Atrial Fibrillation and Hypercoagulability: Dependent on Clinical Factors or/and on Genetic Alterations?


It is well known that atrial fibrillation is associated with high incidence of thromboembolic events, propably due to a prothrombotic or hypercoagulable state. However, it is unclear whether or not there is any difference of this prothrombotic state in the clinical subgroups of atrial fibrillation patients, that is, in those with paroxysmal, persistent or permanent atrial fibrillation. From the other side the role of the arrhythmia duration on the changes of coagulative variables in atrial fibrillation patients is not clearly enough. The contribution of genetic and functional alterations in factors of the coagulation and fibrinolytic pathways (that is hemostatic risk factors) to the development of hypercoagulation state in atrial fibrillation requires clarification. We investigated therefore (1) if there are differences in the prothrombotic state between patients with different clinical status of the arrhythmia, (2) if the arrhythmia duration per se could be an independent determinant of the prothrombotic state in all atrial fibrillation patients and (3) if coexistent genetic alterations in haemostatic risk factors in patients with atrial fibrillation could contribute to the development of prothrombotic abnormalities. Methods: Over a period of 23 months, we studied 55 patients with chronic non-valvular atrial fibrillation. We recruited 18 consecutive patients (13 men, mean age 59 ± 10 years) with paroxysmal atrial fibrillation 17 patients (11 men, mean age 61 ± 7 years) with persistent atrial fibrillation who underwent elective successful DC and remained in sinus rhythm at the 3 month visit and 20 patients (14 men mean age 64 ± 9) with permanent atrial fibrillation. Blood results were compared to 17 age-sex- and race-matched controls. The prothrombotic state was quantified by measurement of plasma levels of fibrinogen, soluble P-selectin (an index of platelet activation) and von Willebrand factor (a marker of endothelial dysfunction). We assessed the frequencies of factor V Leiden and prothrombin variant G20210A to determine whether particular inherited haemostatic risk factors may have contribution to the development of prothrombotic state in atrial fibrillation patients. Results: Permanent atrial fibrillation was associated with significant raised levels of von Willebrand factor, fibrinogen levels and soluble P-selectin compared to matched controls (all p < 0.001) and matched patients with paroxysmal and permanent AF (all p ranged between <0.003 and <0.002). Patients with persistent atrial fibrillation had significantly elevated von Willebrand factor levels (p = 0.0064) and fibrinogen levels (p = 0.002), but not Soluble P-selectin (p = 0.509). when compared to controls. Patients with paroxysmal atrial fibrillation had significantly elevated levels of P-selectin (p = 0.005) and fibrinogen (p = 0.003), but not von Willebrand factor (p = .0.61) compared to controls. Stepwise multiple regression analyses demonstrated that the arrhythmia duration (approximately 3 years) was an independent predictor of abnormal von Willebrand factor, fibrinogen and soluble P-selectin levels. Restoration of sinus rhythm in paroxysmal atrial fibrillation subgroup and successful electrical cardioversion of patients with permanent fibrillation atrial fibrillation did not significantly alter levels of the affected factors. The frequency of factor V Leiden was 8.9 in all studied patients with atrial fibrillation, versus 2.4% in the control group (odds ratio {OR} 4.6 [95% confidence (CI) 1.4–17.5], p = 0.02). The frequency of the prothrombin variant G20210A was 6.4.% compared with control group 1.6% (OR 4.9 [95% confidence interval (CI) 1.2–2.9], p = 0.04). There was a trend towards an increased frequency of factor V Leiden and/or prothrombin variant G20210A in patients age <55 years and in patients living at a particular area of Thrace mountains. Conclusions: Our results showed that there were significant differences in the prothrombotic state when patients with paroxysmal, and persistent atrial fibrillation were compared to matched patients with permanent atrial fibrillation and controls in sinus rhythm.The duration of the arrhythmia (about 3 years) was an independent predictor of abnormal measured factors. We found for the first time that some genetic alterations in haemostatic risk factors could be coexist in atrial fibrillation patients and may be a contributor to the development of hypercoagulability in atrial fibrillation patients.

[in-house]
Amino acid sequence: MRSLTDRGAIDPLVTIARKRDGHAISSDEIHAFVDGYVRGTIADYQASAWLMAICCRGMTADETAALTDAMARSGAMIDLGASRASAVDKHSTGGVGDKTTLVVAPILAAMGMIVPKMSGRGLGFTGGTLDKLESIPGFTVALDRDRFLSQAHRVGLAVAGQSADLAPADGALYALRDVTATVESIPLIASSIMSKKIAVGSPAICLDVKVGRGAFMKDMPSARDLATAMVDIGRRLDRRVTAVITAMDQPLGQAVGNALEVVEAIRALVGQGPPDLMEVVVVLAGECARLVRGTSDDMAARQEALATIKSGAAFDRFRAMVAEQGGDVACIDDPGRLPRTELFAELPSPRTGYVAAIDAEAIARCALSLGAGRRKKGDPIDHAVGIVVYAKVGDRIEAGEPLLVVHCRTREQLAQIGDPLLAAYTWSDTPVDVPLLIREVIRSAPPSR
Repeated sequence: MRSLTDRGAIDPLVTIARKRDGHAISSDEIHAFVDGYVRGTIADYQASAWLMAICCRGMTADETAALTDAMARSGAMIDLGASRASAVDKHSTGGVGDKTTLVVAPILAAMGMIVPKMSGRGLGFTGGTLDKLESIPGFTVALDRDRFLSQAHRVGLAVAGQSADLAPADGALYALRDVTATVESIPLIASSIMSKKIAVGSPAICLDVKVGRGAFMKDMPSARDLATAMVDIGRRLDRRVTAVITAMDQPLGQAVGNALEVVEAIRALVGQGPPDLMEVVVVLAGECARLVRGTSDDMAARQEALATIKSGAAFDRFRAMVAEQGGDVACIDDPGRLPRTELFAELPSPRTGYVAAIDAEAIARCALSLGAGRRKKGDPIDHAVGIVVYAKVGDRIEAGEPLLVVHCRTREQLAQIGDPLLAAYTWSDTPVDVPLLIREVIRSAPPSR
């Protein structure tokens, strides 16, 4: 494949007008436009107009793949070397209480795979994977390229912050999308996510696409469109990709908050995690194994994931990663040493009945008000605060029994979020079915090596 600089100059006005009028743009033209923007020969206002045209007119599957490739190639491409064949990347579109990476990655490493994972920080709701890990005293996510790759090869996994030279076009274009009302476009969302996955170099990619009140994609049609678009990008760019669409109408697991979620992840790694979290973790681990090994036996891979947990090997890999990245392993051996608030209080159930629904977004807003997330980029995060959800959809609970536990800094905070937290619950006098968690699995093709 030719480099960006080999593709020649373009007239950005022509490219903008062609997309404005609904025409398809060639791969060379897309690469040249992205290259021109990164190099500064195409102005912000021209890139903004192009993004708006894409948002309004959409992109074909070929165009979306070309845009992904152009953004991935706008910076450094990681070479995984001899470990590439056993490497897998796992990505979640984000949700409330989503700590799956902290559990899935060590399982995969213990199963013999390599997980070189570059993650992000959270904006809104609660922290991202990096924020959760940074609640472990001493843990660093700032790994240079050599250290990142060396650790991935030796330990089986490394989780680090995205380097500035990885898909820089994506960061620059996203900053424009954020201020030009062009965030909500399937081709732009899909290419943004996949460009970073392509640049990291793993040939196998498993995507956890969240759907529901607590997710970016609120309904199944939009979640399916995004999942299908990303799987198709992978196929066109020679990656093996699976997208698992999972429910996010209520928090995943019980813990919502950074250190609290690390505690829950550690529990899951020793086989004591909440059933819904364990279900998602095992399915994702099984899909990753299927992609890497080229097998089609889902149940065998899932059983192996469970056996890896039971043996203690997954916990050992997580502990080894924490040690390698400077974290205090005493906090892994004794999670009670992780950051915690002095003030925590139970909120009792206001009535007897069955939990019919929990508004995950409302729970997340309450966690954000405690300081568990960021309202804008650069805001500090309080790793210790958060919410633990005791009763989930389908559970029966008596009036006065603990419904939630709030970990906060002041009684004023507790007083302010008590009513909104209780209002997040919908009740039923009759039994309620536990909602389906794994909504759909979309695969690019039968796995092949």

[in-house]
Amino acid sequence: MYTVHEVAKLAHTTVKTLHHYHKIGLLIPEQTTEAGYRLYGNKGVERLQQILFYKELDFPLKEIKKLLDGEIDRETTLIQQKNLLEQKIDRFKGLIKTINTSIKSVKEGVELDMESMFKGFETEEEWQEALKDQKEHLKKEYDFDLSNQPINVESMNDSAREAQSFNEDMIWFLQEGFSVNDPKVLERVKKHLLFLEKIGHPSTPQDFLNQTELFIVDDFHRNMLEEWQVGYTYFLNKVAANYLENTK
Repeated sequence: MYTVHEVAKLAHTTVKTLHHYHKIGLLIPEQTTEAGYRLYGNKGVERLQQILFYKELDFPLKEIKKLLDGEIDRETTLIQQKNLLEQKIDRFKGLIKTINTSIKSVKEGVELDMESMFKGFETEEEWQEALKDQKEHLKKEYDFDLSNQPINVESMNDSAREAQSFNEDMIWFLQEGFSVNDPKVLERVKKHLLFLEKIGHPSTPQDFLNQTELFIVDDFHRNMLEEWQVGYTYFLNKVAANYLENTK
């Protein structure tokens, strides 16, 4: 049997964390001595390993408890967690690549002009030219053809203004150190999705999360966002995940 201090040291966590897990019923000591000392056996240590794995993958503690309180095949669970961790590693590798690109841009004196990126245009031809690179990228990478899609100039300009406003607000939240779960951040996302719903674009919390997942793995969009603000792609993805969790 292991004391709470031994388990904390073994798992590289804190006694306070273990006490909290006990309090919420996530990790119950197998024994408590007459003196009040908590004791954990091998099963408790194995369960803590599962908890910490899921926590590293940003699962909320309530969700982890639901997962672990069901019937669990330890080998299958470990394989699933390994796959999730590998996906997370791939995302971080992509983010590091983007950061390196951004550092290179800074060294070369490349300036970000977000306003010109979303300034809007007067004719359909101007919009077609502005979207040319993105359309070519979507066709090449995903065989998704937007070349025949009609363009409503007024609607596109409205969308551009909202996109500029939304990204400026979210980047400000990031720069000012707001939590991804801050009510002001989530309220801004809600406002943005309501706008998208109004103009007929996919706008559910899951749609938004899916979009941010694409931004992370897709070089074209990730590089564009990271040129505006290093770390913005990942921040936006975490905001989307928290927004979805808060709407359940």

DOI: 10.1023/B:THRO.0000024053.45693.fc

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@article{HatzinikolaouKotsakou2003AtrialFA, title={Atrial Fibrillation and Hypercoagulability: Dependent on Clinical Factors or/and on Genetic Alterations?}, author={Eleni Hatzinikolaou-Kotsakou and Zarifis Kartasis and Dimitrios Tziakas and Athanasios Hotidis and Dimitrios A. Stakos and Konstantinos Tsatalas and Georgios Bourikas and Maria E. Kotsakou and Dimitrios Ioanni Hatseras}, journal={Journal of Thrombosis and Thrombolysis}, year={2003}, volume={16}, pages={155-161} }